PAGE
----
A survey has revealed that Young Britons do not think too well of marraige,in terms of it being the best turnout of a relationship.
The survey, the largest of public attitudes in the country, showed that most young adults did not share the views of their parents' generation on the importance of marrying a long-term partner, or the role of women in the household.
The annual British Social Attitudes report showed that fewer than 40 per cent adults, aged between 18 and 34, believed marriage to be the best kind of relationship, compared with more than 80 per cent pensioners.
The report further states that younger adults were twice as likely as over-65s to believe that mothers should get a full-time job as soon as their children start school.
Very few thought that a home and children were what women really wanted.
The survey of 4,000 people came just days after a report by Government statisticians suggested that married couples would be in the minority by next year, as increasing numbers of people chose to live together out of wedlock.
The latest findings by the National Centre for Social Research reinforce changing social trends highlighted by last year's study, which found one in three believing that homosexual men were just as capable of being good parents as a man and a woman.
"Since the middle of the last century, attitudes in Britain towards parents and parenthood have changed a great deal," the Telegraph quoted Geoff Dench, a Visiting Fellow at Greenwich University and one of the authors of the British Social Attitudes study, as saying.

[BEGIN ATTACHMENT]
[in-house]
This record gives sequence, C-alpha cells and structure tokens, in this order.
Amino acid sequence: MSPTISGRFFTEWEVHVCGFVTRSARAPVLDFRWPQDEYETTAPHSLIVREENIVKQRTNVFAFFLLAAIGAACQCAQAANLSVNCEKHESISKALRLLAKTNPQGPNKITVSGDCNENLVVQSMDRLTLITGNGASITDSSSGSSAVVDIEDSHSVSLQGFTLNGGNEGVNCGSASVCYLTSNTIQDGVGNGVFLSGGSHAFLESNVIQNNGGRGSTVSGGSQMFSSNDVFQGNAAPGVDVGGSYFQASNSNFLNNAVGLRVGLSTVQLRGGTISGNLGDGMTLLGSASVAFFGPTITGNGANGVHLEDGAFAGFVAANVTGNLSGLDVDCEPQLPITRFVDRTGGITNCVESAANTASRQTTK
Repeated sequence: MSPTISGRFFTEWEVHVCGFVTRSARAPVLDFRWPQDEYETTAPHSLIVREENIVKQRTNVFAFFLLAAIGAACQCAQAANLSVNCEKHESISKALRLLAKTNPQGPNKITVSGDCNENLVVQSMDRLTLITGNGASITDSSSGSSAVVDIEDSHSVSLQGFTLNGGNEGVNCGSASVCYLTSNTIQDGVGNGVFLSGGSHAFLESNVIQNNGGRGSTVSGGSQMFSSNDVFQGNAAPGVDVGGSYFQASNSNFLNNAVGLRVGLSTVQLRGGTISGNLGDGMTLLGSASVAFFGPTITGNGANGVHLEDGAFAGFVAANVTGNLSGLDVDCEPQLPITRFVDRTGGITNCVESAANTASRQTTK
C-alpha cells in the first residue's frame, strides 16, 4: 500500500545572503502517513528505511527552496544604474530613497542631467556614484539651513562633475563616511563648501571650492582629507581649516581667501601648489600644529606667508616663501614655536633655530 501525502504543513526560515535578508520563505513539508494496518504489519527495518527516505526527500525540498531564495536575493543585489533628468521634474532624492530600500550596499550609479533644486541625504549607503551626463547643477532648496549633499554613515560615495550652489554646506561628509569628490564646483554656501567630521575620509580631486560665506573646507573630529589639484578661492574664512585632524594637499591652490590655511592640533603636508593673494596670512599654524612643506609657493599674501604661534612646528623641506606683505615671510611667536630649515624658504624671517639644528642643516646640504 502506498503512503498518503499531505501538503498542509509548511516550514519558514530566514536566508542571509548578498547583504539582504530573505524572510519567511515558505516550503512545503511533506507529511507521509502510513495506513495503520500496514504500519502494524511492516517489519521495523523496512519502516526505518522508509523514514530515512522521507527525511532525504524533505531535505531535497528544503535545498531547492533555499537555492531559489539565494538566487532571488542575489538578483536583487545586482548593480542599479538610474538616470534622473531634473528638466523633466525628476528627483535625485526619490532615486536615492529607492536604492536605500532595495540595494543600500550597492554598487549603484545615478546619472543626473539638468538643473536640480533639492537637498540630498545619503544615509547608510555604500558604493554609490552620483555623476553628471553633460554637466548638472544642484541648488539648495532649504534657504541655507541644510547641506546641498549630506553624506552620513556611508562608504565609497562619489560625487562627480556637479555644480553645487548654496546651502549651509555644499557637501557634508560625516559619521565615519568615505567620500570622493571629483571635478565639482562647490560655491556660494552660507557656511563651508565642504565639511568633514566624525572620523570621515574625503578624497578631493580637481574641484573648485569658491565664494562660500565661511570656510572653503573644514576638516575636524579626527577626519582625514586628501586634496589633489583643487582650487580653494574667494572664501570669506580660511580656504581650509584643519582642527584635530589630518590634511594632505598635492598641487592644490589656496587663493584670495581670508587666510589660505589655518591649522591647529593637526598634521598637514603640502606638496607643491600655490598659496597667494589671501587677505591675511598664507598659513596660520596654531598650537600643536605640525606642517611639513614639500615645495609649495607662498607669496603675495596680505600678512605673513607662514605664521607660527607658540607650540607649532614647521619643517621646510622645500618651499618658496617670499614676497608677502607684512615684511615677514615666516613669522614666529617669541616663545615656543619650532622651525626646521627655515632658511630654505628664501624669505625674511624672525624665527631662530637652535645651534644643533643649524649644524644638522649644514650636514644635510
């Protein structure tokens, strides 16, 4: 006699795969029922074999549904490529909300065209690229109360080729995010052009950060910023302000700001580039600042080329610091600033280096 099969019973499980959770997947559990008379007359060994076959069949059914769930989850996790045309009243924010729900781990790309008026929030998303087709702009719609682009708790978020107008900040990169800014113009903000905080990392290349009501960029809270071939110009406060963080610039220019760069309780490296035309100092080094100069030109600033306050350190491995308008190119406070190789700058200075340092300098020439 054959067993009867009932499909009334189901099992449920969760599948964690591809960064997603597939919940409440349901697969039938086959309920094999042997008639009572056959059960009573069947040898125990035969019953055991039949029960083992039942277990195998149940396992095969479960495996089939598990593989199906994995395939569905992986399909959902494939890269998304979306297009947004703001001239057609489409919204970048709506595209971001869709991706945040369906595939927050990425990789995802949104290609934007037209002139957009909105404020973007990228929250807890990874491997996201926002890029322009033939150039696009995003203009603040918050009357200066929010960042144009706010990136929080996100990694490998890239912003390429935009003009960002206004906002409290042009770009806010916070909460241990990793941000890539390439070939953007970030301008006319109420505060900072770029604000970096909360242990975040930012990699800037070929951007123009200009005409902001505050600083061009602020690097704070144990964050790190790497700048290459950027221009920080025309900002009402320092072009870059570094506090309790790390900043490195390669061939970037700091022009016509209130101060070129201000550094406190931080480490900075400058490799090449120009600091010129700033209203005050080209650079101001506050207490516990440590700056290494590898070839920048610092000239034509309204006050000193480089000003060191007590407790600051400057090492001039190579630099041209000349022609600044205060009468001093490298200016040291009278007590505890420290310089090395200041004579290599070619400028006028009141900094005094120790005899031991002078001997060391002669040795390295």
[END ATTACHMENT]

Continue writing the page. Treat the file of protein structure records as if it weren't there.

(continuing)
"Parents used to be regarded as central to society. Becoming a good citizen was seen as assisted by parenthood and by the experience of taking responsibility for others that this entailed. But it is different now," he added.
He said that there was a time when a "sexual division of labour" existed in Britain, with women charged with bringing up children while men earned a wage, and domestic stability was brought about through marriage.
"Parenthood gave people a valued place in society which may not exist today," he said.
According to him, this change came about as a result of Labour's social reforms since the 1960s, which have tried to modernise the country by promoting individual freedom and "liberating" people from traditional family structures.
Dench said that as part of this revolution, welfare payments that rewarded traditional families were abolished, which is why the generation that grew up in the 1980s, "when relatively few wholly traditional families remained in Britain," shared a sense that "conventional family life is a thing of the past".